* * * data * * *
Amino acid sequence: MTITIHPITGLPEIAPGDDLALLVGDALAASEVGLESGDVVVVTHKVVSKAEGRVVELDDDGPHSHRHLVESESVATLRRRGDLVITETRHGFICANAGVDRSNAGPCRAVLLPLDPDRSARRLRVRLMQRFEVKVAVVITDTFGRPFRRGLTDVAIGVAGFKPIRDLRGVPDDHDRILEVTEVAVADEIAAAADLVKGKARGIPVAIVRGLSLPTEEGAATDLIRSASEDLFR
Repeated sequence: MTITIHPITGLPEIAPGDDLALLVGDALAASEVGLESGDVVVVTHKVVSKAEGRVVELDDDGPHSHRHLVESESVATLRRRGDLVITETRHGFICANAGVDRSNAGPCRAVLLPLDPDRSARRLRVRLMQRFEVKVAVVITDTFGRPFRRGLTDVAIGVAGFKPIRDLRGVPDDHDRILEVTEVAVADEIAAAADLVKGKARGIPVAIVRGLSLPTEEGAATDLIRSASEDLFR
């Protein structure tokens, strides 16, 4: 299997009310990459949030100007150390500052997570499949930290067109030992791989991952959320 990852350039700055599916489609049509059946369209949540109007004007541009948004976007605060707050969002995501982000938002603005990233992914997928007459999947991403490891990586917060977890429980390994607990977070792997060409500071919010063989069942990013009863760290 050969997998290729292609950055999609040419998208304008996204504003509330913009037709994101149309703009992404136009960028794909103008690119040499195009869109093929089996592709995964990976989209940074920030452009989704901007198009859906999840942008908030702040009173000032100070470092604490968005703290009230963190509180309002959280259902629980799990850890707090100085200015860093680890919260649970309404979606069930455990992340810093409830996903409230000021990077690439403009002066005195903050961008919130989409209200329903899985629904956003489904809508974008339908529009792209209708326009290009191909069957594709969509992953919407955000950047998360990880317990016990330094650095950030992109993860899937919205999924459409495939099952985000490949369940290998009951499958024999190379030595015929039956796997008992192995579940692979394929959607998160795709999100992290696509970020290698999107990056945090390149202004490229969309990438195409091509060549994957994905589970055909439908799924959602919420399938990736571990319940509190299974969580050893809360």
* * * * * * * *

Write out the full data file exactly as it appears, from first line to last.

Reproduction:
Amino acid sequence: MTITIHPITGLPEIAPGDDLALLVGDALAASEVGLESGDVVVVTHKVVSKAEGRVVELDDDGPHSHRHLVESESVATLRRRGDLVITETRHGFICANAGVDRSNAGPCRAVLLPLDPDRSARRLRVRLMQRFEVKVAVVITDTFGRPFRRGLTDVAIGVAGFKPIRDLRGVPDDHDRILEVTEVAVADEIAAAADLVKGKARGIPVAIVRGLSLPTEEGAATDLIRSASEDLFR
Repeated sequence: MTITIHPITGLPEIAPGDDLALLVGDALAASEVGLESGDVVVVTHKVVSKAEGRVVELDDDGPHSHRHLVESESVATLRRRGDLVITETRHGFICANAGVDRSNAGPCRAVLLPLDPDRSARRLRVRLMQRFEVKVAVVITDTFGRPFRRGLTDVAIGVAGFKPIRDLRGVPDDHDRILEVTEVAVADEIAAAADLVKGKARGIPVAIVRGLSLPTEEGAATDLIRSASEDLFR
């Protein structure tokens, strides 16, 4: 299997009310990459949030100007150390500052997570499949930290067109030992791989991952959320 990852350039700055599916489609049509059946369209949540109007004007541009948004976007605060707050969002995501982000938002603005990233992914997928007459999947991403490891990586917060977890429980390994607990977070792997060409500071919010063989069942990013009863760290 050969997998290729292609950055999609040419998208304008996204504003509330913009037709994101149309703009992404136009960028794909103008690119040499195009869109093929089996592709995964990976989209940074920030452009989704901007198009859906999840942008908030702040009173000032100070470092604490968005703290009230963190509180309002959280259902629980799990850890707090100085200015860093680890919260649970309404979606069930455990992340810093409830996903409230000021990077690439403009002066005195903050961008919130989409209200329903899985629904956003489904809508974008339908529009792209209708326009290009191909069957594709969509992953919407955000950047998360990880317990016990330094650095950030992109993860899937919205999924459409495939099952985000490949369940290998009951499958024999190379030595015929039956796997008992192995579940692979394929959607998160795709999100992290696509970020290698999107990056945090390149202004490229969309990438195409091509060549994957994905589970055909439908799924959602919420399938990736571990319940509190299974969580050893809360």